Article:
The Great Calusa Blueway can be navigated by those with any level of experience, from beginners to experts, but those who are unfamiliar with the region should hire a guide or join a tour. A trail guide with 80-plus access points and highlights is also available to order.

Lakes Regional Park

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Bird lovers, be warned. Once you start exploring the 300 or so acres of Lakes Park, you won’t want to leave. That’s because egrets, herons, ibis, and anhinga migrate in the fall and then nest here by the thousands, making this one of the most established rookeries in the United States. But there’s also more to Lakes than nature trails—which are both paved and unpaved for different levels of hiking and biking—boardwalks, and gardens. The name offers a good clue: You can rent kayaks and canoes, and fish here as well.

Younger guests find favorite Fort Myer attractions here as well: A railroad museum and miniature train are sure to hold their fascination, as will playgrounds and water parks.

Manatee Park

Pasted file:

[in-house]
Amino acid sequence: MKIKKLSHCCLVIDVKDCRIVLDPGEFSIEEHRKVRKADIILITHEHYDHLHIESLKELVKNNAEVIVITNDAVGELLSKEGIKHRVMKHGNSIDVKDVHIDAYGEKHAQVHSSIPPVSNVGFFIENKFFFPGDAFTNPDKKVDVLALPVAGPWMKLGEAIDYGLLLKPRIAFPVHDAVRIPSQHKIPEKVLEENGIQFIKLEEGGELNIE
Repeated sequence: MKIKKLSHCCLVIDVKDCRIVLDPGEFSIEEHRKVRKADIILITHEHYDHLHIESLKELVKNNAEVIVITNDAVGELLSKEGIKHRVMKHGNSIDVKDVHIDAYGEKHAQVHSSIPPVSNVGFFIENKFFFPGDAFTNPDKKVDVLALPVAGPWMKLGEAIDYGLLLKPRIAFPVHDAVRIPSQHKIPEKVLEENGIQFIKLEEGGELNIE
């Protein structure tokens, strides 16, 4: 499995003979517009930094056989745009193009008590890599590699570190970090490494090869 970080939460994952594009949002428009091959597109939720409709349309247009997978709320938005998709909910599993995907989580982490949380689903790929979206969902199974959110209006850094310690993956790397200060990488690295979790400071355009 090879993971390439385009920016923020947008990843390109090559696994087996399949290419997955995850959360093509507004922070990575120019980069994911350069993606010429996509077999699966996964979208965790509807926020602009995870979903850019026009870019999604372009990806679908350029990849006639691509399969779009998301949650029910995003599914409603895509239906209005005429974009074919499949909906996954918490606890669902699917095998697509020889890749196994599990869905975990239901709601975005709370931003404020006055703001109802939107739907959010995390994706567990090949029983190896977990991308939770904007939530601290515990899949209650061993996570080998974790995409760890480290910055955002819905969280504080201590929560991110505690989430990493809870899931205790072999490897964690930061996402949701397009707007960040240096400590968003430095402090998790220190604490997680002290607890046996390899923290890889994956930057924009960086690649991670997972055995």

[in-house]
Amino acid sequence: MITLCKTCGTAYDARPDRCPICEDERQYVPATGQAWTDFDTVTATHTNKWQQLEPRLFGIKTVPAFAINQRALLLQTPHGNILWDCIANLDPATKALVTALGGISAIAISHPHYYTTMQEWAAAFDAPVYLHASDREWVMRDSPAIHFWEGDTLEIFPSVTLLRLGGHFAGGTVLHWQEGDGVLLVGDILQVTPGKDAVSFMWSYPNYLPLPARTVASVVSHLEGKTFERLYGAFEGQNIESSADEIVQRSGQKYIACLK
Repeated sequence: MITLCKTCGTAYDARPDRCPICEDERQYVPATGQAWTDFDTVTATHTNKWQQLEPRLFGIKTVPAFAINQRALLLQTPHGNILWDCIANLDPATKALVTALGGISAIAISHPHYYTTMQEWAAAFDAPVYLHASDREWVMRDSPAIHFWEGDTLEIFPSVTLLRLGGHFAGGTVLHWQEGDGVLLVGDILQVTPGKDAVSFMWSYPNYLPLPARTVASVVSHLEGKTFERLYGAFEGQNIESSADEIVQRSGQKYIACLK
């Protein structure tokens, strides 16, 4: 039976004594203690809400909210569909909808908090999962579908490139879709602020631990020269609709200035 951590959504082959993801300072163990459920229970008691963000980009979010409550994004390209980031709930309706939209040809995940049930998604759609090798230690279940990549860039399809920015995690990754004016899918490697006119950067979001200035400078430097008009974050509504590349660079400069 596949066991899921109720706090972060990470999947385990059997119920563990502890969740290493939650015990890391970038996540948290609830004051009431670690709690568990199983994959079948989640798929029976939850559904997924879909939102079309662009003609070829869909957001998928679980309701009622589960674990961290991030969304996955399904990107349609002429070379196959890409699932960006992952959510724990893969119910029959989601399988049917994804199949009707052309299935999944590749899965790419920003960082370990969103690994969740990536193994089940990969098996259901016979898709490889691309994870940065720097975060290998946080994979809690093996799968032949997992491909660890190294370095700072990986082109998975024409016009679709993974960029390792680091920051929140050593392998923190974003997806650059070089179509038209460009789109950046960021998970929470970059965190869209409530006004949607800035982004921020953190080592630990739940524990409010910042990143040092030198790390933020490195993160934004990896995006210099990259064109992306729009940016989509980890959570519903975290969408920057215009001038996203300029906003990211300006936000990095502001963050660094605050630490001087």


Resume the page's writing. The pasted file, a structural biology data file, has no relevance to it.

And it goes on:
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This must-see among Fort Myers attractions is a refuge for these gentle sea cows, a spot where you can paddle among manatees and observe them in their natural environment. But there’s a caveat: They have to choose to be in the area. And, of course, because this is a non-captive environment, there’s also no guarantee you’ll see them. Your best chances for seeing families of manatees here are when the temperatures drop during the winter months, when the water gets colder in the gulf and stays warmer in these shallower waters. Rent watercraft from the onsite outfitter, Calusa Blueway Outfitters & Gift Shop. Staff offer educational programs, including how to approach and leave manatee areas, plus fish and butterfly identification tips. Other park features include fishing opportunities, playgrounds, picnic areas, restrooms, walking paths, and a butterfly garden with native plants that serves as a model program for others.